- Train-the-Trainer has a ripple effect making the enterprise an appealing employer and progressive workplace for attracting talents. A company that provides growth opportunities for their employees and training through innovative techniques is attractive to potential employees.
On the other side, all methods have their limitations, and the train-the-trainer concept is no exception. One of the most frequently cited drawbacks is the lack of flexibility it offers to customise and adjust the centrally rolled out training curriculum. Needs may differ in different units of an organisation, and often times there is no time and resource allocated to tailor the scripted training program to the specific needs of different groups.
Secondly, the training programs are often designed to much lecture-oriented focusing on one-way communication and content distribution, lacking powerful experiential learning activities and hands-on practice. This can be improved by thoughtful course design respecting adult learning principles and proper training follow-up.
Any training program requires investment, both in time and money. And putting the right people into the course is especially vital for success in a train-the-trainer program. The selection process can be easier by considering these parameters:
- The selected soon-to-be-trainers should be well respected, ideally, a role model and a person employees look up to as well as go to for help. Choose an employee that leads by walking the talk and follows the company’s processes and principles.
- A trainer must possess good communication skills and able to lead discussions as well as listen to their colleagues. Being a good public speaker and presenter is also a big advantage.
- It is important to be reflective and being open to receive feedback.
- Generally a positive attitude and willingness to help colleagues to help to bring the training instruction to real-life application during and beyond the training sessions.
- Some degree of experience and expertise in the given field or subject is a must, since the train-the-trainer model actively builds on the expertise and knowledge of its trainers. Not to mention, in order to be a credible trainer, one needs to be competent in the field she teaches. This is particularly important in subjects relating to technical know-how.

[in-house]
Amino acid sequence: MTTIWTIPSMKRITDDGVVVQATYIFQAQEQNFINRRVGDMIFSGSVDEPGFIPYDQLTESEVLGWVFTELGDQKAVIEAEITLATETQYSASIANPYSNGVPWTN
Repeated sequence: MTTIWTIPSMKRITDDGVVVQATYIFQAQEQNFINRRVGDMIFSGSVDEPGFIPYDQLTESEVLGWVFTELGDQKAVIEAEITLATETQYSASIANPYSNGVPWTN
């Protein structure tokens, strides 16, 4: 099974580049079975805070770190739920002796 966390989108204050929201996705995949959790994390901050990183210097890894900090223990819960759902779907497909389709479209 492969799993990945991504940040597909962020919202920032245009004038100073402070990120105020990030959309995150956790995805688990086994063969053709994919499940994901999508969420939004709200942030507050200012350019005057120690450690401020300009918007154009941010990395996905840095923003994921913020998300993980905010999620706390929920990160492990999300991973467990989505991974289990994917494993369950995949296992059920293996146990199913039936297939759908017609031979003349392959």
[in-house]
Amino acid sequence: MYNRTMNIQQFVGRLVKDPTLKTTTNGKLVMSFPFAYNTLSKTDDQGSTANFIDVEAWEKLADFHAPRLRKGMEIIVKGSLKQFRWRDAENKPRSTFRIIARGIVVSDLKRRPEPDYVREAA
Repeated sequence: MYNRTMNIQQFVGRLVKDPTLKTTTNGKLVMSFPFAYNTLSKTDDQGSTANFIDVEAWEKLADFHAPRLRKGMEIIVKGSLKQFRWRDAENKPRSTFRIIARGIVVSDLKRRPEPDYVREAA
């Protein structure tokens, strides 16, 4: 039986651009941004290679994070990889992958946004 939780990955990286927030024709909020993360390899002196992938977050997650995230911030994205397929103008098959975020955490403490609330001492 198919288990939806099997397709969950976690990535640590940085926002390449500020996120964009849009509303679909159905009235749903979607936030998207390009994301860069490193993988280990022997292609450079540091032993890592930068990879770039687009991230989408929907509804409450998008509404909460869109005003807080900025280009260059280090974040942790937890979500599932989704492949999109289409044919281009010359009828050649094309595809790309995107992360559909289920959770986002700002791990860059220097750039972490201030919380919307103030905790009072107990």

- Flexibility in time and general availability for delivering training should also be considered. Being a trainer requires time away from one’s regular job while training others in the organisation. It is a practical idea to ask the applicants’ managers for support and confirmation that their job permits them to take part in the program.
If you decide to design a train-the-trainer program in your organisation, there are a set of things you need to consider to build an effective model:
- Clarify the purpose of the program: What are the main goals you want to achieve? Passing on technical skills from experienced to younger members? Build up an internal pool of trainers who can be relied on for a wide range of skill development training? Have internal change agents in the organisation? The answers you give for these questions will determine which area you need to focus on your training curriculum.
- Design measurement and assessment process: You will need to set measurable objectives for the program and figure out how to measure course outcomes. Tracking progress of both trainers and trainee indicates the effectiveness of the program, and it is essential to be able to evaluate and improve your train-the-trainer program over time.
- Design the training curriculum: As the train-the-trainer model is based on both teaching subject matter knowledge and training delivery skills, your curriculum will need to reflect on both. At first, you need to define course-by-course, what is the focus content that you want your trainers to train and disseminate in the organisation. Secondly, you need to allocate time to teach about group facilitation and training delivery. (Plus, if your trainees will have any flexibility in designing their own training sessions, it is essential to know about adult learning and training design principles.)
- Create training materials: In order to maintain a consistent rollout and delivery of your training curriculum, you should design and provide all the materials that you trainees will need when they deliver the training content to their colleagues. This may range from detailed training facilitation plans to slideshows and participant handouts.
Do you have any further tips about how to design great train-the-trainer programs?
Let us know in the comments!